Didja Know: The Legislature is trying to cut taxes for the wealthy?

Didja Know: The Legislature is trying to cut taxes for the wealthy?

The Louisiana State Senate Committee on Revenue & Fiscal Affairs has taken its first step toward a kind of tax reform, reports Tyler Bridges of The Advocate, passing Senate Bill 159 favorably onto the floor. This bill is part of a package that would eliminate the state’s unusual federal income tax deduction while also reducing the top income tax rate from 6% to 5%. Essentially, in exchange for eliminating a tax deduction that mainly benefits the wealthy, some legislators hope to cut taxes for the wealthy, to ensure revenue neutrality. As David Jacobs of The Center Square noted, LBP executive director Jan Moller was at the legislature to express his concerns:

While no one opposed eliminating the federal income tax break, the tax rate change was more controversial. Jan Moller with the Louisiana Budget Project, which focuses on how state policy affects low- and middle-income residents, argued the state needs to raise revenue, pointing to teacher salaries that are well below the regional average as one example where more spending is needed. Moller also said the state’s high sales tax rate, which force lower-income residents to spend a larger proportion of their money on state taxes than those with higher incomes, makes Louisiana more of an outlier than the income tax rates.

In our latest episode of the Didja Know? podcast, Moller and director of public affairs and outreach Davante Lewis join the show to talk about the tax reform debate dominating the first week of the legislative session, and why lawmakers should use revenue from the repeal of the federal income tax deduction to invest in people as opposed to simply substituting one tax break for the rich for another tax break for the rich.

Centralizing sales taxes moves forward
The top priority for Louisiana’s business lobbyists this session is to centralize the collection of state and local sales taxes in a single agency. Currently, local sales taxes are assessed and collected by 54 different agencies, including parish and local governments, sheriffs, police juries and school boards across the state. This can make it very complicated for businesses in Louisiana to understand how to pay their owed sales taxes. Wesley Muller of the Louisiana Illuminator wrote about House Bill 199

[HB199], sponsored by House Speaker Clay Schexnayder, R-Gonzales, would create the State and Local Streamlined Sales and Use Tax Commission to handle all sales tax administration and collections. Cities, parishes and other tax authorities would retain their powers to set and levy taxes but no longer collect them. 

The AP’s Melinda Deslatte notes that similar efforts have failed in recent years amid opposition from local officials. 

The legislation has high hurdles for passage, requiring two-thirds support from the House and Senate and backing from voters in a statewide election. And if the constitutional amendment is approved, lawmakers still would have to work out details before the centralization work begins.

Should the effort be successful, Louisiana would still be too reliant on sales taxes to fund state and local government. These taxes are regressive and fall disproportionately on Black Louisianans

A pause on Johnson & Johnson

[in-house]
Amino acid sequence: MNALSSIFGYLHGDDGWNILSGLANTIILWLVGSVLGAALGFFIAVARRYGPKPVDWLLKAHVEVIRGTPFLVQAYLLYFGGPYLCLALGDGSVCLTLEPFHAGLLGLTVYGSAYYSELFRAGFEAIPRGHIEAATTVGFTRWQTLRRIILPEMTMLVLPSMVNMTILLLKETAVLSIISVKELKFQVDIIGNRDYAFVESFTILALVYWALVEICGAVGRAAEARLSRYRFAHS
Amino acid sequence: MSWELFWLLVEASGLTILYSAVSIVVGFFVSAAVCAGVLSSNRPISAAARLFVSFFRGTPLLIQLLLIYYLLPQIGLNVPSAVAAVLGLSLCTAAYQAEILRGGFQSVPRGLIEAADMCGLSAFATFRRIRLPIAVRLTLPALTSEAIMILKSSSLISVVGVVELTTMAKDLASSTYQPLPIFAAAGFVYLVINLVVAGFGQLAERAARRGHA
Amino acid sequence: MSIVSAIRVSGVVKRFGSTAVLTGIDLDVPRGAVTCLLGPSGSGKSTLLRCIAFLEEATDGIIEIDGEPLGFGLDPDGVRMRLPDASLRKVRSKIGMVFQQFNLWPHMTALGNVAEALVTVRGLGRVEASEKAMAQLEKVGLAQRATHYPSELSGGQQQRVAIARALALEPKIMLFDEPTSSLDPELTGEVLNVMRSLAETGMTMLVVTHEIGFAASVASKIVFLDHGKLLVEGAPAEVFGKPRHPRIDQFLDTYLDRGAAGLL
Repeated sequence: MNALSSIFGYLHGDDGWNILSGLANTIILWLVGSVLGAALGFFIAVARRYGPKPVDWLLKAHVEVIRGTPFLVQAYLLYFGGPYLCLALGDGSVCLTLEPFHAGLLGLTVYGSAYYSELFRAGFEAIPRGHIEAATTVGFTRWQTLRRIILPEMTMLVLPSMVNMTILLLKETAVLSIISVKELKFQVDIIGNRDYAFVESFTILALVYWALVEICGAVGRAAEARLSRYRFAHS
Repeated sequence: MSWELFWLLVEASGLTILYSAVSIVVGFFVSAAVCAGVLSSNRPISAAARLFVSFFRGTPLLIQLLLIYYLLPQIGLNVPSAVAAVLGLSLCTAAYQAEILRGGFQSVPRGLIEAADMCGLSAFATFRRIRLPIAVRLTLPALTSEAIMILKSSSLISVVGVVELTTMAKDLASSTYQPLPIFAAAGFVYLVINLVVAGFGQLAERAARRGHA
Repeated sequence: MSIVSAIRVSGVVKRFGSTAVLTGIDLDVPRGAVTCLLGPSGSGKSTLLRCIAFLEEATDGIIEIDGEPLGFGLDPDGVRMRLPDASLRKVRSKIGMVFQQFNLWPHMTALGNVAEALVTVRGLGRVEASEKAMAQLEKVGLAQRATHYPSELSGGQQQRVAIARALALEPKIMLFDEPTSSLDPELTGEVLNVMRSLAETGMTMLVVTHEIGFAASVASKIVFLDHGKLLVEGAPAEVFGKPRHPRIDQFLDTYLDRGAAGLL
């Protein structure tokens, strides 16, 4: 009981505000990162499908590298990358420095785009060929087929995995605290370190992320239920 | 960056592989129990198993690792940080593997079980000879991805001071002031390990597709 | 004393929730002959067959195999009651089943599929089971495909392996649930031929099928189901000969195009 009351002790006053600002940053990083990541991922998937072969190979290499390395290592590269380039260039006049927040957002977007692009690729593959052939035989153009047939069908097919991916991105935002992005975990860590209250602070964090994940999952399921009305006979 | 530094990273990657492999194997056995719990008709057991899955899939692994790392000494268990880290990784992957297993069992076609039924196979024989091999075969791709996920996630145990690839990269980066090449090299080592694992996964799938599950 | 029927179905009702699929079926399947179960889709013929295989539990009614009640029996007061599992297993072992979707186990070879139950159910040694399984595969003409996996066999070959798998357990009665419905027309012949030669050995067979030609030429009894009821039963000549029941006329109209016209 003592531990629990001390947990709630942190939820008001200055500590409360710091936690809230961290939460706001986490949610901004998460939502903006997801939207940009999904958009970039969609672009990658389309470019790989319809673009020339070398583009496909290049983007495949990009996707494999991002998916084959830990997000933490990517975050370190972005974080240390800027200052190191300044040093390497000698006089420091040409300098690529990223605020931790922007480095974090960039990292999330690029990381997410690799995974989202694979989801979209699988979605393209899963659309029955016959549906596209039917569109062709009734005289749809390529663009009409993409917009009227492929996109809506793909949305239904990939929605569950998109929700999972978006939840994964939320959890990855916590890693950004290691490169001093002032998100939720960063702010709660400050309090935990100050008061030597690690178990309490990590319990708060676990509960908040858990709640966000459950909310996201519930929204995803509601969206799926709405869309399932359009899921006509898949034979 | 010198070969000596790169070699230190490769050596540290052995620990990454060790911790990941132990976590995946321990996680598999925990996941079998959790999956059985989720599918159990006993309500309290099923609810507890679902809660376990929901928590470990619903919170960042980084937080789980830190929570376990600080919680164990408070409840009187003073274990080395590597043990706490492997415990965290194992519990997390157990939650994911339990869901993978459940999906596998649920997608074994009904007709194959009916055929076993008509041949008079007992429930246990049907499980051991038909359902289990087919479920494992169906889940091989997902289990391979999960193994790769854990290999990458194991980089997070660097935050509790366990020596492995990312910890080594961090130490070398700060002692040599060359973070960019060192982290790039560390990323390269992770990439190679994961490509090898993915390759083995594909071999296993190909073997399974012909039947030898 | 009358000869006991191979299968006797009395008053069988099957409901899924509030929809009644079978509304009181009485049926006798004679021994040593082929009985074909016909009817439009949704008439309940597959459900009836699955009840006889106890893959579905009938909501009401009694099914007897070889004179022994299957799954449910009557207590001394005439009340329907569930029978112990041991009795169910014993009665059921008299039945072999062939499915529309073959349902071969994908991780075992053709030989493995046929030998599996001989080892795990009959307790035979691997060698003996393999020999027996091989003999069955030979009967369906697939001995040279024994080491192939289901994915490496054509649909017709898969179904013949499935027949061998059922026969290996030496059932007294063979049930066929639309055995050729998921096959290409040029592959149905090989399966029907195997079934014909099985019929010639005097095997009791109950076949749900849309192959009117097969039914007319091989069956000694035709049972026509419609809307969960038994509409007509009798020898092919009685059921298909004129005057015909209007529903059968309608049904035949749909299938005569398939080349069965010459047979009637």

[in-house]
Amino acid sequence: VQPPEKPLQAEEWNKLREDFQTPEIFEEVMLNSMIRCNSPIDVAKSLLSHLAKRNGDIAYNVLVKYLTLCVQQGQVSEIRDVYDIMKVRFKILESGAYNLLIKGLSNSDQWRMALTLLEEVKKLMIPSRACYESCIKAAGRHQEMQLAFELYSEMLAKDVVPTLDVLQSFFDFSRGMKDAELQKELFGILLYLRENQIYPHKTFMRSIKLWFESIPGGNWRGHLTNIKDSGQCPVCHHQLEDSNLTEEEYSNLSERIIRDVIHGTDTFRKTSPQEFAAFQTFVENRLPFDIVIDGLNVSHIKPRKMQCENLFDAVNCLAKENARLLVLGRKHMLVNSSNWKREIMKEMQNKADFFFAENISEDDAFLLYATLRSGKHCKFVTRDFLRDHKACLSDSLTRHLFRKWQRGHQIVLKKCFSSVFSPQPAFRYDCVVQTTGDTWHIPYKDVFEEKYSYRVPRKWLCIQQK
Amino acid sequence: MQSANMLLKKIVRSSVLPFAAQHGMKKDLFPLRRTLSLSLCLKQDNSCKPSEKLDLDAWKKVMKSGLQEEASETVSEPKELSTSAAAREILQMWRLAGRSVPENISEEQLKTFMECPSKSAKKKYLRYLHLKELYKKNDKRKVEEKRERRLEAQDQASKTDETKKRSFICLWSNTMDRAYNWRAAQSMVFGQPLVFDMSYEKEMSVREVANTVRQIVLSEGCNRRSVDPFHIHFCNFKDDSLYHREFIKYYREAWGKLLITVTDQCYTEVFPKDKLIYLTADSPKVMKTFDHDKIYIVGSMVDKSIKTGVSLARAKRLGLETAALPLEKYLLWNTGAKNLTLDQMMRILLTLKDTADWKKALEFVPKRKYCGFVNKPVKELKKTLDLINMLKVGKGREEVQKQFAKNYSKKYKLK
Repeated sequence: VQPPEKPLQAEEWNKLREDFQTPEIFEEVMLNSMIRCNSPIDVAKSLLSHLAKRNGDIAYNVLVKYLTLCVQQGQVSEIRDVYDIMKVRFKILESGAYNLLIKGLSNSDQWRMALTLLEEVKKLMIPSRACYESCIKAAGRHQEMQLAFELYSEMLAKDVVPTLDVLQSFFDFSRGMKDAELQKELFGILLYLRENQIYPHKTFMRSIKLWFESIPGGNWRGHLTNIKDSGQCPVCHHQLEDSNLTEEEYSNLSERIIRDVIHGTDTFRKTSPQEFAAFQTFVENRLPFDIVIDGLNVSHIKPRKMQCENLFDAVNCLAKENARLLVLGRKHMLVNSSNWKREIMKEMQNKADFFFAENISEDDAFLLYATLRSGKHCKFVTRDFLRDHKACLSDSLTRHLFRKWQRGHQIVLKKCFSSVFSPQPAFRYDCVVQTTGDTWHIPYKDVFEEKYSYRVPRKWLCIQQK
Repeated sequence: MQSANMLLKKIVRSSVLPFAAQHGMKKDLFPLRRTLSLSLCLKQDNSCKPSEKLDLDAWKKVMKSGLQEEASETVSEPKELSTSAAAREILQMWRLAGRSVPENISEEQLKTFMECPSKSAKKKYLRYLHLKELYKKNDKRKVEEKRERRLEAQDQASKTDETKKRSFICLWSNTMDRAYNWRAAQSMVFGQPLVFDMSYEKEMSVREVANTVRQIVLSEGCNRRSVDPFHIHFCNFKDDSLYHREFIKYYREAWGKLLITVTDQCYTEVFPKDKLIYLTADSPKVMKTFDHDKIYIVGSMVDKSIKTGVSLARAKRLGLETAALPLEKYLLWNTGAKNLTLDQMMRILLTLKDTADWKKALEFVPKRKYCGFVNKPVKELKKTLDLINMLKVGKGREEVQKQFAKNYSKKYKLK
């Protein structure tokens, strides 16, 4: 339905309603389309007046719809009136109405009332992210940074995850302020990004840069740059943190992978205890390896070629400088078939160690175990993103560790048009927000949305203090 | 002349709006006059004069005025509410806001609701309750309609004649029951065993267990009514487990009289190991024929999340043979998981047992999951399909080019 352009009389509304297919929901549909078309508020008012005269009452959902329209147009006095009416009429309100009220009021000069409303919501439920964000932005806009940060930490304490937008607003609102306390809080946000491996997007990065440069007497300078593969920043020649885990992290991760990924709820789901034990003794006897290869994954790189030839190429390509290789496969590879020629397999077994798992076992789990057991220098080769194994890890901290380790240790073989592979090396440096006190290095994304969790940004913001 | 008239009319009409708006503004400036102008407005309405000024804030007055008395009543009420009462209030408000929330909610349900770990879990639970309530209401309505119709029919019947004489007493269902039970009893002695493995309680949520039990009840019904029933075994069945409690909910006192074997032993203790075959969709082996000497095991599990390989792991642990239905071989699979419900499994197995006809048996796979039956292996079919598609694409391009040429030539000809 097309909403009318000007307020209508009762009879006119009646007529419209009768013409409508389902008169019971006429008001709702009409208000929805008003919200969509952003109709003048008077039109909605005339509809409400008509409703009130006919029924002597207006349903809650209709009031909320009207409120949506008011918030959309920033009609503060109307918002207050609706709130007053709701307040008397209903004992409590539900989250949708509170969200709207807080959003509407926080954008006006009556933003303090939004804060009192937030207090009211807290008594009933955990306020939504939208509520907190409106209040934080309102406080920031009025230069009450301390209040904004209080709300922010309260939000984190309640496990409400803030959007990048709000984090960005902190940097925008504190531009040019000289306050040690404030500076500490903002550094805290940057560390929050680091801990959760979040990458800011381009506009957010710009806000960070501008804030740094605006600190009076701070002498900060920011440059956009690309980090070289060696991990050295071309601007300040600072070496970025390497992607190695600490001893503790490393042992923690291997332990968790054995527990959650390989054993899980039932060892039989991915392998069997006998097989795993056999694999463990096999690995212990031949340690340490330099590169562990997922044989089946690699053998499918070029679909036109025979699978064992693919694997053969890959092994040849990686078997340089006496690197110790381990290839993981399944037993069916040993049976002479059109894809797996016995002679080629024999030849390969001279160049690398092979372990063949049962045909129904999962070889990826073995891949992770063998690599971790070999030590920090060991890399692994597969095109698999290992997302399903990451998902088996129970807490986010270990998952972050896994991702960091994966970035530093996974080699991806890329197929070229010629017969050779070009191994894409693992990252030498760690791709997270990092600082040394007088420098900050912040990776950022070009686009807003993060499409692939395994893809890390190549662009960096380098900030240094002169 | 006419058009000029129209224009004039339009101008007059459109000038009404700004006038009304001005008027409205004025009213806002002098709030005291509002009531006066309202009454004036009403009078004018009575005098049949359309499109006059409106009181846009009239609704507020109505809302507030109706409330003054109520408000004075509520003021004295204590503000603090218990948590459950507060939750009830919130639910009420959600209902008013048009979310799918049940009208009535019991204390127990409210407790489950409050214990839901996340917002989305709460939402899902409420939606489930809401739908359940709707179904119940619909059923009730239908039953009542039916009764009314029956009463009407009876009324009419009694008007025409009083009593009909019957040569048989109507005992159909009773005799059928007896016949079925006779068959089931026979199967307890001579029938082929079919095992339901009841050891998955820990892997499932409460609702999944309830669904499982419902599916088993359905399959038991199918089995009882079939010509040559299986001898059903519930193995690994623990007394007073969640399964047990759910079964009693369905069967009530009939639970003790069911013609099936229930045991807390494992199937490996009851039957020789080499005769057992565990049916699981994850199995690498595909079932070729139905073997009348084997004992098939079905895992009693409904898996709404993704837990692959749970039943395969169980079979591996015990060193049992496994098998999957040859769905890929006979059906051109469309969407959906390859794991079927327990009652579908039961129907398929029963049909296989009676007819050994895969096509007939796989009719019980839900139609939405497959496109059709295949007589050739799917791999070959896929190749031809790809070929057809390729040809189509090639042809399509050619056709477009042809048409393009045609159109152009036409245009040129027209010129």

Louisiana public health officials, along with health officials across the country, paused distribution of the one-shot Johnson & Johnson Covid-19 vaccine Tuesday following reports of several women experiencing severe blood clots shortly after receiving the vaccine. According to reporting by Philip Kiefer of The Lens, FDA officials expect the pause to only last a few days as the complications are examined, but public health officials are concerned that the stop in distribution could lead to greater vaccine hesitancy:

“Everybody that was rushing out to get it as soon as it was available has largely gotten their vaccine,” [Dr. Jennifer] Avegno[, City of New Orleans] health director told the [New Orleans] City Council. “Now we’ve got about 30 percent of our population that needs more time, needs more education, needs us to come to them.” Currently, just over 40 percent of the city has received a first dose. Avegno has said before that the city is aiming for 70 to 75 percent vaccinated to reach herd immunity.

Anti-Trans bills come with many costs
Legislators will be considering four measures that would restrict trans Louisianans’ rights and their ability to access health care. The bills especially target young trans people. As Julie O’Donoghue of the Louisiana Illuminator writes, this could cause an economic backlash as college and professional sport associations, and other corporations, have come out against such policies:

Leaders in Louisiana’s tourism industry — particularly those centered on New Orleans — said the restrictions on transgender people currently under consideration in the state Legislature may drive away major sporting events like the NCAA’s Final Four and the large business conventions that sustain the New Orleans economy… “We could lose everything,” said J.P. Morrell, who sits on the Louisiana Stadium and Exposition District board, which oversees the Louisiana Superdome and Smoothie King Center. “We just can’t afford to knock out one of the legs that is propping up our economy.” 

Internships available!
The Louisiana Budget Project is accepting applications for paid, part-time internships in its Baton Rouge office for Summer 2021. Click here to learn more and apply!

Number of the Day:
36 million – The number of Americans who would have their student loan debt completely wiped out if the federal government chose to forgive up to $50,000 per borrower, according to new federal data that was released on Tuesday by Sen. Elizabeth Warren. (Source: Politico)